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Home / norway / Here they close all their churches – two can come out for sale – NRK Finnmark – local news, TV and radio

Here they close all their churches – two can come out for sale – NRK Finnmark – local news, TV and radio



– We have turned to every stone to find solutions, but unfortunately we no longer have to go.

Bent Floer is the head of the parish council in North Cape and has long been struggling with an unfortunate economy. The churches are closed from February 1 and are closed for day visitors.

iFinnmark first mentioned this issue.

Now the Chamber Council is considering selling two churches.

– The Church is instructed to see and appreciate it. He thinks how it can be removed from our budget, says Floers.

Gjesvær Church

The lease with the Gjesvær church is terminated in the picture and the lease agreement will be opened.

Photo: Hanne Bernhardsen Nordvåg / NRK

Churches have no funeral and baptism

At the end of 2018, a study conducted by the Employers' Organization for Church Organizations (KA) showed that every tenth church in Norway is used less frequently than once a month. Typical unused churches are that they are in small municipalities.

At the same time, several state churches fought to preserve the old churches.

There are three separate churches on the North Shore – Honningsvåg, Skarsvåg and Repvåg, as well as a private church for rent in Gjesvær. The church also has its own church.

picture

Malin Irene Magnussen Honningsvag holds his newborn daughter, whom she hopes to baptize in the church.

Photo: Private

The churches in Skarsvåg and Repvåg are now considered as sales, but the lease agreement in Gjesvær is terminated.

Honningsvåg Church will still be able to rent for concerts and other events.

But baptism, funeral, marriage, and worship will only be possible in the parish in the future.

This creates a reaction and despair among several citizens, including Malin Irene Magnussen, as if soon to baptize their newborn baby. Then she may not have a church to go.

When I go baptizing my daughter, this is something I want to do in the church. It's about my Christian faith. The same is not the case in the ordinary house, says Magnussens.

– I know that this applies to many others, says Magnussens.

Club Paradiso

The Paradiso Club was converted from a church to a nightclub right in the center of Amsterdam after it was sold. Churches sold elsewhere have been transformed into restaurants.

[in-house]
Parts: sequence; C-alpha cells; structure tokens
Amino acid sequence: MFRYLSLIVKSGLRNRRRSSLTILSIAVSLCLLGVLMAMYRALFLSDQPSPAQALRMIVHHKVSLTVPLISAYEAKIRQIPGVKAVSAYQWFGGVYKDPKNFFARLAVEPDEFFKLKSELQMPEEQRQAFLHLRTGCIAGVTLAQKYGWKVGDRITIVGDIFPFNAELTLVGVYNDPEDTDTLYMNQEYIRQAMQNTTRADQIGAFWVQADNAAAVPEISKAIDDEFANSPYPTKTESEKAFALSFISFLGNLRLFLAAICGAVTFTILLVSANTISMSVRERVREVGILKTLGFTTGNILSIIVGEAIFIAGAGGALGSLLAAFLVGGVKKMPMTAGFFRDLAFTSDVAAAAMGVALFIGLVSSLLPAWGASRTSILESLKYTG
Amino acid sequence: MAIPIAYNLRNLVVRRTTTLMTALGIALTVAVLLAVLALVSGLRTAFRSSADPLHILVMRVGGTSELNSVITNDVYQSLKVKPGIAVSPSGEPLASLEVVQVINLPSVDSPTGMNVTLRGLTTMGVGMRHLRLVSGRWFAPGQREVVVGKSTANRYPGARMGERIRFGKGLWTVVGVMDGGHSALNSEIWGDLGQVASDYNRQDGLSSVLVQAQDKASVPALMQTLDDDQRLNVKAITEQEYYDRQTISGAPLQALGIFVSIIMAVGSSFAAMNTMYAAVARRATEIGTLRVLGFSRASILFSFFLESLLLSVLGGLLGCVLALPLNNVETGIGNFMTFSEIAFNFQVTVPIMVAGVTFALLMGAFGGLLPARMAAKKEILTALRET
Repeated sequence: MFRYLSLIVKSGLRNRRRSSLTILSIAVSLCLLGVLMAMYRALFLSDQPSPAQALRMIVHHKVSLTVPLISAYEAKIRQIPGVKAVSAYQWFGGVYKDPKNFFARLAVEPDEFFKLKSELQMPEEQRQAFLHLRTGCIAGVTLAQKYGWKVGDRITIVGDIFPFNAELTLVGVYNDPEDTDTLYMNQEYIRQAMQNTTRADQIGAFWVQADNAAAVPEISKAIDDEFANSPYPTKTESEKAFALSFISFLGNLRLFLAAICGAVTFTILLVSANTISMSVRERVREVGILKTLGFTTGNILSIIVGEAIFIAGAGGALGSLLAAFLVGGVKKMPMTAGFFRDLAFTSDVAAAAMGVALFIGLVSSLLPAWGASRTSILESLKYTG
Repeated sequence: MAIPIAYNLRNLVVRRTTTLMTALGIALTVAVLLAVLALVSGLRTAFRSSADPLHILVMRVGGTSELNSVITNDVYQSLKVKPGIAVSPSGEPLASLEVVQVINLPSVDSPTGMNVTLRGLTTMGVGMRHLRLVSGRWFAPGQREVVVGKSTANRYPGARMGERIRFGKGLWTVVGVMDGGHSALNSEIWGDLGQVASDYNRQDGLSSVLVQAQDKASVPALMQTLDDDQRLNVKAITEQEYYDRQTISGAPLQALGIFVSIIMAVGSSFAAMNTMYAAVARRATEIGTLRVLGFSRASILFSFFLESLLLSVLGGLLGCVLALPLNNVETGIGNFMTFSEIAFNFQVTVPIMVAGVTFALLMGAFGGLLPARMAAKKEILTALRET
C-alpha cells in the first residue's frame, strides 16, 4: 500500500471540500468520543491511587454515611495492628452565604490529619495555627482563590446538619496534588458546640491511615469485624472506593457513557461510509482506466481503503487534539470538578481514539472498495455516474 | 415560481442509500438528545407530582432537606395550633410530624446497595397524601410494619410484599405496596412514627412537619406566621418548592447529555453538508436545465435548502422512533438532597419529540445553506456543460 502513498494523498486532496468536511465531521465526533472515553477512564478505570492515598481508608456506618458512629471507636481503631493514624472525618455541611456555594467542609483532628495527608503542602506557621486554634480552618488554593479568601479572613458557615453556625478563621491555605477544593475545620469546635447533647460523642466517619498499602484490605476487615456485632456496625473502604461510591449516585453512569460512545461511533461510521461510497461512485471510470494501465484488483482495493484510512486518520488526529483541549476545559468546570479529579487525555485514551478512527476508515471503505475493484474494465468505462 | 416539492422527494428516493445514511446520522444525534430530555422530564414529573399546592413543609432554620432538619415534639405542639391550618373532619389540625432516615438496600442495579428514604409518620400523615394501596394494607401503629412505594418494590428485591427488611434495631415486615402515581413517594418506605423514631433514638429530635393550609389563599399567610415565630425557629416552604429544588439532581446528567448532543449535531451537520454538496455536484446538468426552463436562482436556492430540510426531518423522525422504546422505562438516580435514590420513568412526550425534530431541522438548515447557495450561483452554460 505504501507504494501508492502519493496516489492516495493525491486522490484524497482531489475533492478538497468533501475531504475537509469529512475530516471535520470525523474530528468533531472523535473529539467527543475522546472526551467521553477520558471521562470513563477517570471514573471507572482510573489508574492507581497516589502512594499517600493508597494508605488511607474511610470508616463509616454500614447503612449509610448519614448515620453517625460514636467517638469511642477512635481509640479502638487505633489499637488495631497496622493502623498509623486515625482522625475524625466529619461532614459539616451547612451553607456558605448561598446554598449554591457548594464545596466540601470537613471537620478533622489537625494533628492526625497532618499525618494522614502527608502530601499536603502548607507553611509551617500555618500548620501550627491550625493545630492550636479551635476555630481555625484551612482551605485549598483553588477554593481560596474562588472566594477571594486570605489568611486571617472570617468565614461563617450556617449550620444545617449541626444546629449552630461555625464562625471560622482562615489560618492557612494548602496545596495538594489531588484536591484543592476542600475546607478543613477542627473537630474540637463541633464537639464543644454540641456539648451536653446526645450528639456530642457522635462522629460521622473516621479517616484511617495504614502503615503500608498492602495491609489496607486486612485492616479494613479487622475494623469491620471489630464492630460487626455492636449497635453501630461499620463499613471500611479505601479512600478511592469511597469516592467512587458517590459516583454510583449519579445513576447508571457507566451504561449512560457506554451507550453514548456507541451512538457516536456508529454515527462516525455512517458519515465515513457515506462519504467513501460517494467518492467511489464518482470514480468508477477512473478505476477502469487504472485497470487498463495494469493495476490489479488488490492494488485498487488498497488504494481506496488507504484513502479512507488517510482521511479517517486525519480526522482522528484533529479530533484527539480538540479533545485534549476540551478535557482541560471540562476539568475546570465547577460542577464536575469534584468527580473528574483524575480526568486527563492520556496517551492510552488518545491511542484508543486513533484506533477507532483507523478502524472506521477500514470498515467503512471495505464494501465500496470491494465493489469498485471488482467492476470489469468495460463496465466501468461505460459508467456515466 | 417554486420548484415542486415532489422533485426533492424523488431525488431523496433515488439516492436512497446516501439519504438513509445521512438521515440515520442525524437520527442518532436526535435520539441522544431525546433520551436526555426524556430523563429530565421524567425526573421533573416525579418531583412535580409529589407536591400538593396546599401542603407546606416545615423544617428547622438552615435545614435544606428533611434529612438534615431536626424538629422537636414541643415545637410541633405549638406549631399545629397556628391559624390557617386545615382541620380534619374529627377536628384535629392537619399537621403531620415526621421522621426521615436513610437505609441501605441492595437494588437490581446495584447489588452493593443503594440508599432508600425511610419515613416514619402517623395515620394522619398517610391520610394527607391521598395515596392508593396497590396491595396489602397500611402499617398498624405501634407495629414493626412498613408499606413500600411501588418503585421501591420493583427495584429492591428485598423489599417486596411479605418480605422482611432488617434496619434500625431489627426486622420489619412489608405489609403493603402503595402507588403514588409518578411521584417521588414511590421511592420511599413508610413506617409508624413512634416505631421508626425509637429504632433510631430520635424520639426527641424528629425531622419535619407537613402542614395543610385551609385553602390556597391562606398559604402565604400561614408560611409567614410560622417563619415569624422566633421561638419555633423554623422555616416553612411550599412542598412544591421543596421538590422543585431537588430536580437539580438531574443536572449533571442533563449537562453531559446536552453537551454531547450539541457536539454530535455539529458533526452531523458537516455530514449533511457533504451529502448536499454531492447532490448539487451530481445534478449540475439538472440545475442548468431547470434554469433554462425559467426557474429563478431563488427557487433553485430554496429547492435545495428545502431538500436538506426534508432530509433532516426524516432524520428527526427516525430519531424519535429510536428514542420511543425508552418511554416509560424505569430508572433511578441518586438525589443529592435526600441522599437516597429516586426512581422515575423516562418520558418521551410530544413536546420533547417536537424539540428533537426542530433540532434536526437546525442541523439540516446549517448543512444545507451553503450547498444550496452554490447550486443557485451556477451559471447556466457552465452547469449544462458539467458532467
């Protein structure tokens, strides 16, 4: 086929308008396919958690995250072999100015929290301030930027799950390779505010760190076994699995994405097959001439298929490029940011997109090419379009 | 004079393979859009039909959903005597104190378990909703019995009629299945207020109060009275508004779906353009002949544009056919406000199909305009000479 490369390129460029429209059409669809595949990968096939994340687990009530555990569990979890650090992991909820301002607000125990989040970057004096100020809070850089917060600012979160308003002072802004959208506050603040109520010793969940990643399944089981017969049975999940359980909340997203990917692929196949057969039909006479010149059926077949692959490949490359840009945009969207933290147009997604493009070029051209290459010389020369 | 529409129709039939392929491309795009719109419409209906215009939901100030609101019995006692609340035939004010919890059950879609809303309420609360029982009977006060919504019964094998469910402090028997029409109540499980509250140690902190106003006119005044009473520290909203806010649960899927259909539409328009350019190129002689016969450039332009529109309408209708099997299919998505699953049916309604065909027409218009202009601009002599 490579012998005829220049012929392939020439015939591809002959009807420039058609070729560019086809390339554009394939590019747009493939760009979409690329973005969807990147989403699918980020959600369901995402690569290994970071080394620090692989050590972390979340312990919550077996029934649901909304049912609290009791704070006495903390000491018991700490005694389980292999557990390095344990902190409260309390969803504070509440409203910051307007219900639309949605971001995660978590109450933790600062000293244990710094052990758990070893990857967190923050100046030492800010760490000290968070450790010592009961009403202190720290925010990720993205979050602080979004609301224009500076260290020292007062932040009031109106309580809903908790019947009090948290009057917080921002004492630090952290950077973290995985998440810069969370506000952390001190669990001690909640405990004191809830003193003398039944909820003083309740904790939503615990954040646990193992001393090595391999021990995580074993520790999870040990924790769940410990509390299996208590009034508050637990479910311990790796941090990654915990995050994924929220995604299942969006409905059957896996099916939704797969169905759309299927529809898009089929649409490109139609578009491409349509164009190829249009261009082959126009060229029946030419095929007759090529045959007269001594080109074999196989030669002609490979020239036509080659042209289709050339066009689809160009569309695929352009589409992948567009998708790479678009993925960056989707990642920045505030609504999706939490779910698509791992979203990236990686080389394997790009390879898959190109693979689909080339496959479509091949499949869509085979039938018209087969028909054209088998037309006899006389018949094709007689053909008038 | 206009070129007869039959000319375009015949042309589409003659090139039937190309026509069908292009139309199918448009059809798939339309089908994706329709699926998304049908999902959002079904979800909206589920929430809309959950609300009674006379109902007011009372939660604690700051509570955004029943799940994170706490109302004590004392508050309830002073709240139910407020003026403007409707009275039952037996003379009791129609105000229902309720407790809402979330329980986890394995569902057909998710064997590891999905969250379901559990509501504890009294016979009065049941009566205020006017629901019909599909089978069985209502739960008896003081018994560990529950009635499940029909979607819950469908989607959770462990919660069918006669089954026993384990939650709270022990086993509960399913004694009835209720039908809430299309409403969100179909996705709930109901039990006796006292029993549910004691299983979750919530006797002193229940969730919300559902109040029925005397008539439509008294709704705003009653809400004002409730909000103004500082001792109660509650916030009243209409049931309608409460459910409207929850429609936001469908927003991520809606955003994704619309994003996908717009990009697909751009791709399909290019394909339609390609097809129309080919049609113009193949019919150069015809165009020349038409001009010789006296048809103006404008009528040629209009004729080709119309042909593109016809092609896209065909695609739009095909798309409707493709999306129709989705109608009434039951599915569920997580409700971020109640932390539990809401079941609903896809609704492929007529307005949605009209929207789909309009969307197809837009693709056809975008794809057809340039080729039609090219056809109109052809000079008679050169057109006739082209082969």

Photo: PETER DEJONG / Ap

– We need to think about the wider use of church space

The organization The CA believes that Norway should become more open to the use of the Church space for a number of activities and thus make the church a center of community in several areas.

"Then you can save it as a place of worship and keep the church action when they have the opportunity, but it can also be rented for other uses that do not contradict the church," says KA, Oddbjørn Sørmoen.

Oddbjørn Sørmoen

The director of the CA, Oddbjørn Sørmoen, believes that Norwegian churches should appreciate how to expand the use of church spaces.

Photo: NRK

The Norwegian Church is a Lutheran church, and you do not have such strict rules as to what you can do and not do.

In other countries, there are examples of sold churches being used as a nightclub or restaurant, but this thinking Sørmoen may become problematic.

– Then it really scrubs. The building receives one message and one more content.

Good examples are where you say the building is a community-building community and it should still be. You can use it for meetings, concerts and cultural experiences.

He also claims that the North Coast Church not only tries to keep all of its churches open, but also has not heard that everyone should sell.

– I know a few cases when one has created a new church that has taken over the old functions. Then someone wanted to demolish the old one, sometimes it is discussed, or it can be sold, but it hasn't happened yet, says Sørmoen.

Desperation of the bishop

Olav Øygard

Bishop Olav Øygård in the Nord-Hålogaland ward.

Photo: Marita B. Andersen / NRK

The bishop of Nord-Hålogaland ward Olav Øygard believes that the situation in the North Cape is tragic.

– This is a dramatic and very serious situation in the North Cape, which is a failure for the local community, he says.

– that people should not go to the worship, do not say goodbye to their loved ones … I don't think so until I see it, that is, as it is, he continues.


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